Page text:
Galapagos & Ecuador Itineraries:
Galapagos Islands - M/V Humboldt Explorer
The Galápagos Islands are an Ecuadorian archipelago of volcanic islands straddling the equator about 970 km west of continental Ecuador. The Galapagos are a UNESCO World Heritage site, an official Ecuadorian province, an Ecuadorian National Park as well as a biological marine reserve.
You may wonder what all this fuss is about, but we can assure you that these islands have earned all of these titles!
Firstly, these 18 islands and 100 islets are well world-renowned for their vast endemic and unique wildlife, which were studied by Charles Darwin during the voyage of the Beagle. His observations and collections in the Galapagos contributed to the famous' Darwin Theory of Evolution by Natural Selection'.
In being located both in the Southern and Northern hemispheres, hte islands are already an oddity themselves, but this archipelago is the land of every extreme.
Their vastness (220 km from North to South, 7,880 km2 of land spread over 45,000 km2 of ocean) is surprising, but the fact that it's still being shaped by volcanic activity is amazing.
The wildlife is just beyond wonders and plants, birds and animals do not seem to have changed much since ancient times. You'd be forgiven for thinking that this place seems frozen in time and to visit the Galapagos is truly a chance of a lifetime.
Few people are granted the opportunity of diving these pristine waters, and no place on Earth will boast such a variety of underwater sightings. Your underwater adventures will encompass everything from whales to nudibranchs and much, much more. The islands are best known for amazing shark diving and you will generally have a chance to encounter silky sharks, the famous Galapagos shark and an abundance of schooling hammerheads. Macro-lovers will also get their share of the pies with an array of seahorses, blennies, hawk fishes and many others.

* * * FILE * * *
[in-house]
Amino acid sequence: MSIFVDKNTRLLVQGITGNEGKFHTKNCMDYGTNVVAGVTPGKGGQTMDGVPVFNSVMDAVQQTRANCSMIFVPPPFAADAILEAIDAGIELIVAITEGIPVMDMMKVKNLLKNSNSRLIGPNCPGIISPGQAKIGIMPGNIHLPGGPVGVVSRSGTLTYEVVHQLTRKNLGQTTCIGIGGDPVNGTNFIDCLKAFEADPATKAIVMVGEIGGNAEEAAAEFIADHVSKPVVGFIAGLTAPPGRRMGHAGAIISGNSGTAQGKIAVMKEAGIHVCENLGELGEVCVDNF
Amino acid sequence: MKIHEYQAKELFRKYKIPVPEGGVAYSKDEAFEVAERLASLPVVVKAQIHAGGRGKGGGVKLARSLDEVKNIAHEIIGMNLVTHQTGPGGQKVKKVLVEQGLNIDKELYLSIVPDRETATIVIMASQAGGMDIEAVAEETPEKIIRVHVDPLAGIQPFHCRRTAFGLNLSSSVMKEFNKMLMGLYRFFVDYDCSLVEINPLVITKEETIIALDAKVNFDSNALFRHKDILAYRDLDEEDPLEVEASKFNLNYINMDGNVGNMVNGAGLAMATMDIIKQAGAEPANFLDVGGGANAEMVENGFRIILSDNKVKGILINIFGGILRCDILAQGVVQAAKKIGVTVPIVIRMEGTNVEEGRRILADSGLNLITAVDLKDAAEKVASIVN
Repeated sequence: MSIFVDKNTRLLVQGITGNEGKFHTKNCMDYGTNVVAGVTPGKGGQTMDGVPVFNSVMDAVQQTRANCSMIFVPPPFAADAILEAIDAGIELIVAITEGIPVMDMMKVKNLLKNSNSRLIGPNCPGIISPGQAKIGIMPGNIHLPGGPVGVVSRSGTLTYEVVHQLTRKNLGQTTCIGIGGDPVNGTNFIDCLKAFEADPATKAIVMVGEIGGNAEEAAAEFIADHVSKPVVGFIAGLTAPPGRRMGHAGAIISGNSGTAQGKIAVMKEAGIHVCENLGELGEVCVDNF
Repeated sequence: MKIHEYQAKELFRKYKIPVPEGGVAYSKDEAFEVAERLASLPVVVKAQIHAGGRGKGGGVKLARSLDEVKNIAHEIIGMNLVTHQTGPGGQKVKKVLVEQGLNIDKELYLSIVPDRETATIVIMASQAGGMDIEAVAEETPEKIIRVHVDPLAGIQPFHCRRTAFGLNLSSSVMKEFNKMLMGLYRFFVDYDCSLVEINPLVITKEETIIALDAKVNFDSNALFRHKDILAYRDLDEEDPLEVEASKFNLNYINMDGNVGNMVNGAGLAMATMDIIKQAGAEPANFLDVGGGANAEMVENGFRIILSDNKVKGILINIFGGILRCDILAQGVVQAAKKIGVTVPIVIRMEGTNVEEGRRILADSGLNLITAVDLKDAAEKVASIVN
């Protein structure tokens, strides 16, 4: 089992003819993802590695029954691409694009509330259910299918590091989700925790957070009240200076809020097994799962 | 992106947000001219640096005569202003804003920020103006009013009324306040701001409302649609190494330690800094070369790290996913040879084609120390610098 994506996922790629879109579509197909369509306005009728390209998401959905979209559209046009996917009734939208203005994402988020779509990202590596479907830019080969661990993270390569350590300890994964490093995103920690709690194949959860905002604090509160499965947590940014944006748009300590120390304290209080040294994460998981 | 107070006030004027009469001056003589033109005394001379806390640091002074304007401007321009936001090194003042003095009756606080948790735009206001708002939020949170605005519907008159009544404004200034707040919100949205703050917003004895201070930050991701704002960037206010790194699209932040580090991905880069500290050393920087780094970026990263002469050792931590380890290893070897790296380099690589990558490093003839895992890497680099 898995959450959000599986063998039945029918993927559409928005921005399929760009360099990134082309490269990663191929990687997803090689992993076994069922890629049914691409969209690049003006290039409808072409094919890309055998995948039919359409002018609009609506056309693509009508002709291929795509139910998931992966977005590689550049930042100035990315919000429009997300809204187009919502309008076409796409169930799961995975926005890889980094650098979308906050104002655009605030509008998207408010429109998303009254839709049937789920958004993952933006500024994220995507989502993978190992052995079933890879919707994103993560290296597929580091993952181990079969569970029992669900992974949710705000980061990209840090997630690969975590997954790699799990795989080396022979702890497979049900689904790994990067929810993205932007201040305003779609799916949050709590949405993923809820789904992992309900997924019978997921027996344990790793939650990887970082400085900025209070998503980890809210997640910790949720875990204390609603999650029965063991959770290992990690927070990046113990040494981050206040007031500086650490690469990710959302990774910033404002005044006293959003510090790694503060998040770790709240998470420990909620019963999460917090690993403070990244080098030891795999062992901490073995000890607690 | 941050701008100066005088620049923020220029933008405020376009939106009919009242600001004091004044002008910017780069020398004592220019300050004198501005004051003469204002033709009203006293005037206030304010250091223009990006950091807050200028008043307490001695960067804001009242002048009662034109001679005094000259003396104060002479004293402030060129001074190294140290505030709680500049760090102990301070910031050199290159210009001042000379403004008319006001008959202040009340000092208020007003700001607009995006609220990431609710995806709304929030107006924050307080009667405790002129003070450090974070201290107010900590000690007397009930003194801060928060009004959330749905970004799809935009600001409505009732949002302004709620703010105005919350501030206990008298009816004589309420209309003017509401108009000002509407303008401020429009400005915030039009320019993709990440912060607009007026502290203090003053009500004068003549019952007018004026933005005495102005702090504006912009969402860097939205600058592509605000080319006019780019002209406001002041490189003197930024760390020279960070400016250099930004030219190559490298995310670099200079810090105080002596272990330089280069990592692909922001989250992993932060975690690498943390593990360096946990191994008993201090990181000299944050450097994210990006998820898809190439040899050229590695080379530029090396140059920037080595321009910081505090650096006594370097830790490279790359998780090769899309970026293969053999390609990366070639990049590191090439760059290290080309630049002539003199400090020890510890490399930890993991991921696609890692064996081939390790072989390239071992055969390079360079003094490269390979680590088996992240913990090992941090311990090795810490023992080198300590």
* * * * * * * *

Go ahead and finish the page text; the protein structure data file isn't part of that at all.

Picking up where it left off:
Your trip to the Galapagos will be filled with memories to last you a lifetime and your experience can be challenging, but the rewards will be unforgettable!
We can welcome everyone, but we recommend being qualified as PADI Advanced Open Water Diver or equivalent, have a minimum of 100 logged dives and have last dived within 6 months prior to the trip. Dives can often be challenging, with strong currents. All dives are guided by an instructor/naturalist guide and due to Galapagos National Park regulations all divers must dive with the guide at all times and no night diving is permitted.
Diving and travel insurance are mandatory to access the National park.
**PLEASE NOTE**The itinerary below is an example only and is subject to change depending on local regulation, guests' experience, flight schedules, weather & logistics and is at the Captain's discretion. Currently, each week the itinerary includes the same islands. The order of the island visits, however, is dictated by the Galapagos National Park and may vary weekly.
Flight times, prices and the Galapagos airport of arrival are all subject to change with little or no notification, and flights often run late. Ticket holders are required to check-in a minimum of three hours prior to flight time for all international departures, even when taking a connecting flight.
Day 1 - Flight: Depart Europe, arrive in Guayaquil, Ecuador
Day 1 - Overnight: Hotel in Guayaquil
Day 2 - Flight from Guayaquil to Galapagos Islands: Transfer to vessel, boarding and check dive
Day 3 - Santa Cruz or Santiago Islands: morning dives and afternoon land visit - overnight sailing north
Day 4 - Wolf Island: Diving
Day 5 - Wolf Island: Diving
Day 6 - Darwin Island: Early morning sailing and diving
Day 7 - Darwin Island: Diving and overnight crossing
Day 8 - Cousin's Rock: Diving, sail to Santa Cruz. Afternoon land visit
Day 9 - Check-out and disembarkation: Free time on land and flight back to Guayaquil
Day 9 - Overnight: Hotel in Guayaquil
Day 10 - Flight: From Guayaquil to Europe
Day 11 - Flight: Arrival in Europe
Please note: All diving takes place from 'pangas' (tenders).
Days aboard the M/V Humboldt Explorer generally involve a 6:30 a.m. dive followed by breakfast, a dive at 10:30, lunch at 12:00, and an afternoon dive at dive at 2:00 p.m. Dinner is served at approximately 7:00 p.m. Night dives are only offered when the Galapagos National Park allows them, on days when no crossing s or transit take place and are subject to weather and current.